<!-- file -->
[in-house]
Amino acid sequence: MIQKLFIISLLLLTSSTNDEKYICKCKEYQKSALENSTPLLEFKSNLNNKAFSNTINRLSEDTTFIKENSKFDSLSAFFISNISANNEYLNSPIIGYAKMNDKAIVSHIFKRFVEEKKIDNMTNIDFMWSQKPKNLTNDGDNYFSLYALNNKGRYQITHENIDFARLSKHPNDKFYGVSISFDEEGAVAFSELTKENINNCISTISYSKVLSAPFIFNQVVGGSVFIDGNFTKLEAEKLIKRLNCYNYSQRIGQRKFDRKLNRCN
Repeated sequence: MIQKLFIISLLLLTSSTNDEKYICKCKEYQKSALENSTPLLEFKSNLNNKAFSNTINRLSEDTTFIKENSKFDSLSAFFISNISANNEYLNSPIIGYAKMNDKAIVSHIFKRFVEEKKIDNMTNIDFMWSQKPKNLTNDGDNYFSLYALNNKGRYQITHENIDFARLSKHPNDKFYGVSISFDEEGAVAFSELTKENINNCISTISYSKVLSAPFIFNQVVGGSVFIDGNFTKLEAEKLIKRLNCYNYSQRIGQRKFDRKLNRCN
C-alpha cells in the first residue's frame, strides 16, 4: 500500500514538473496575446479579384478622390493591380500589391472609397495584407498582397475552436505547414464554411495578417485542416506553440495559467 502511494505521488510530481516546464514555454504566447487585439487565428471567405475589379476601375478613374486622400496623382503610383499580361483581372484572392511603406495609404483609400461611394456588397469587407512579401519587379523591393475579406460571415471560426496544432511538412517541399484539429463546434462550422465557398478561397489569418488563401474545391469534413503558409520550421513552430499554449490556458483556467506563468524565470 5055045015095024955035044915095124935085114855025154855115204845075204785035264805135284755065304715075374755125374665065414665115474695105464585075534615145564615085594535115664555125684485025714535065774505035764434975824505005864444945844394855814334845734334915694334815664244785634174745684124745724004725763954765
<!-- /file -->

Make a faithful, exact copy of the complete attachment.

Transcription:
[in-house]
Amino acid sequence: MIQKLFIISLLLLTSSTNDEKYICKCKEYQKSALENSTPLLEFKSNLNNKAFSNTINRLSEDTTFIKENSKFDSLSAFFISNISANNEYLNSPIIGYAKMNDKAIVSHIFKRFVEEKKIDNMTNIDFMWSQKPKNLTNDGDNYFSLYALNNKGRYQITHENIDFARLSKHPNDKFYGVSISFDEEGAVAFSELTKENINNCISTISYSKVLSAPFIFNQVVGGSVFIDGNFTKLEAEKLIKRLNCYNYSQRIGQRKFDRKLNRCN
Repeated sequence: MIQKLFIISLLLLTSSTNDEKYICKCKEYQKSALENSTPLLEFKSNLNNKAFSNTINRLSEDTTFIKENSKFDSLSAFFISNISANNEYLNSPIIGYAKMNDKAIVSHIFKRFVEEKKIDNMTNIDFMWSQKPKNLTNDGDNYFSLYALNNKGRYQITHENIDFARLSKHPNDKFYGVSISFDEEGAVAFSELTKENINNCISTISYSKVLSAPFIFNQVVGGSVFIDGNFTKLEAEKLIKRLNCYNYSQRIGQRKFDRKLNRCN
C-alpha cells in the first residue's frame, strides 16, 4: 500500500514538473496575446479579384478622390493591380500589391472609397495584407498582397475552436505547414464554411495578417485542416506553440495559467 502511494505521488510530481516546464514555454504566447487585439487565428471567405475589379476601375478613374486622400496623382503610383499580361483581372484572392511603406495609404483609400461611394456588397469587407512579401519587379523591393475579406460571415471560426496544432511538412517541399484539429463546434462550422465557398478561397489569418488563401474545391469534413503558409520550421513552430499554449490556458483556467506563468524565470 5055045015095024955035044915095124935085114855025154855115204845075204785035264805135284755065304715075374755125374665065414665115474695105464585075534615145564615085594535115664555125684485025714535065774505035764434975824505005864444945844394855814334845734334915694334815664244785634174745684124745724004725763954765